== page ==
III. I Am Gone, Sir
" I am gone, sir, and anon, sir, I'll be with you again;
In a trice, like to the old Vice, your need to sustain.
Who, with dagger of lath, in his rage and his wrath, cries, ah ha! To the devil:
Like a mad lad, pare thy nails, dad; Adieu, good man devil.
I am gone, adieu. Ha!"

Kenneth Neufeld is a Los Angeles-based composer with over 200 works to his credit. A graduate of California State University Long Beach, his compositions have been presented in major performance halls worldwide. Besides composing in a wide variety of venues, he is also a vocalist, whose voice you have heard in commercials, films and other recordings.

THERESIENMESSE (Franz Joseph Haydn, 1732-1809)

During the years of 1796 and 1802, Haydn composed 6 great masses which tower over his earlier masses and indeed crown much of his work. The "Lord Nelson Mass" was completed in 1798 and this mass in 1799. Both carry dramatic martial sounds to celebrate victories in the Napoleonic wars. But the mass performed tonight, titled for Princess Maria Hermenegild's name-day, is noticeably lighter. The mass's nickname "Theresienmesse," however, is associated with the Empress Maria Theresa, wife of Franz II, who sang the soprano solos in not only this work, but also "The Creation" and "The Seasons."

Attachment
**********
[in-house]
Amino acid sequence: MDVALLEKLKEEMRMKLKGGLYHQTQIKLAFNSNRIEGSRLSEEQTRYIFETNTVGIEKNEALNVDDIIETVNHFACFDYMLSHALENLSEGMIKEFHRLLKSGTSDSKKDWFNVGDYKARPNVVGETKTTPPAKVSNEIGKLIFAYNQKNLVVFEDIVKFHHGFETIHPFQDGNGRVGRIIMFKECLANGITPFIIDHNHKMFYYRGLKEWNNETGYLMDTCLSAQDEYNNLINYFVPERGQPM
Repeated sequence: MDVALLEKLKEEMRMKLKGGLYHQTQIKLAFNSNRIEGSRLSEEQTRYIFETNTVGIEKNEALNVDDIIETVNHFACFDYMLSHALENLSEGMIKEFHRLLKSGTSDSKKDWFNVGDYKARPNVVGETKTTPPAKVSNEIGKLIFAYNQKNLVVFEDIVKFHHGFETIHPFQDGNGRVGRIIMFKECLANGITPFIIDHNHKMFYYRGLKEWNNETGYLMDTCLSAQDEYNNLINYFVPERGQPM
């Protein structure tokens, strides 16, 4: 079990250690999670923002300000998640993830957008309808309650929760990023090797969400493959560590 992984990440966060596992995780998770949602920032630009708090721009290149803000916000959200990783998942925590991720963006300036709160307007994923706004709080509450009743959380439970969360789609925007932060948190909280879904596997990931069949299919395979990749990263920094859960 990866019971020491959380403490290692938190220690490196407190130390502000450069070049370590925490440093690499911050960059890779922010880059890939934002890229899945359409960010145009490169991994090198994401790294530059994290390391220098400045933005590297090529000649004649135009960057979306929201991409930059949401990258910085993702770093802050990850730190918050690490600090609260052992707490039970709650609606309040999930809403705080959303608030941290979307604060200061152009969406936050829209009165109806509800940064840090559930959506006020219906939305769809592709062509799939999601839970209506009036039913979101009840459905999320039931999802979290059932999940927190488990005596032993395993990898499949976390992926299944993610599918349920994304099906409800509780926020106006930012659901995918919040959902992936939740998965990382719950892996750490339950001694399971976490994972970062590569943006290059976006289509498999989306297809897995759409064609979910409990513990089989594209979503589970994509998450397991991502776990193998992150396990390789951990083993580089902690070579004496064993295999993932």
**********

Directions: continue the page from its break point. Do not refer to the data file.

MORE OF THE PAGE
I. Kyrie (Soloists: Soprano-Marty Friesen, Alto-Ruthann Lovetang,
Tenor-Michael Petersen, Bass-Jim Kamphoefner)
"Kyrie eleison! Christe eleison! Kyrie eleison!"
(Lord have mercy! Christ have mercy! Lord have mercy!)

II. Gloria
"Gloria in excelsis Deo, et in terra pax hominibus bonae voluntatis.
Laudamus te, benedicimus te, adoramus te, glorificamus te."

(Glory to God in the highest and on earth peace to men of good will.
We praise Thee, we bless Thee, we adore Thee, we glorify Thee.)

III. Gratias (Soloists: Soprano-Marty Friesen, Alto-Ruthann Lovetang,
Tenor-Michael Petersen, Bass-David Irvine)
"Gratias agimus tibi propter magnam gloriam tuam.
Domine Deus, Rex coelestis, Pater omnipotens, Domine Fili unigenite, Jesu Christe.
Domine Deus, agnus Dei, filius Patris.
Qui tollis peccata mundi, miserere nobis!
Suscipe deprecationem nostram, qui sedes ad dexteram Patris. Miserere nobis."

(We give thanks to Thee, we praise Thee for Thy glory. Lord God, heavenly King, almighty God and Father. Lord Jesus Christ, only begotten Son of the Father. Lord God, lamb of God, son of the Father. Thou who takes away the sins of the world, have mercy upon us. Thou who takes away the sins of the world, receive our prayer. Thou who art seated at the right hand of the Father, have mercy on us.)

V. Credo
"Credo in unum Deum, Patrem omnipotenten, factorem coeli et terrae, visibilium omnium et invisibilium omnium. Et ex Patre natum ante omnia saecula, Deum de Deo, lumen de lumine, Deum verum de Deo vero, genitum, non factum, consubstatialem Patri, per quem omia facta sunt, qui propter nos homines et propter nostram salutem descendit de coelis."
(I believe in one God, the Father, the Almighty, Maker of earth and heaven, of all things seen and unseen. Begotten of the Father before all worlds. God from Gods, Light from light, true God from true God. Begotten, not made, being of one substance with the Father, through Him all things were made. For us men and for our salvation He came down from heaven.)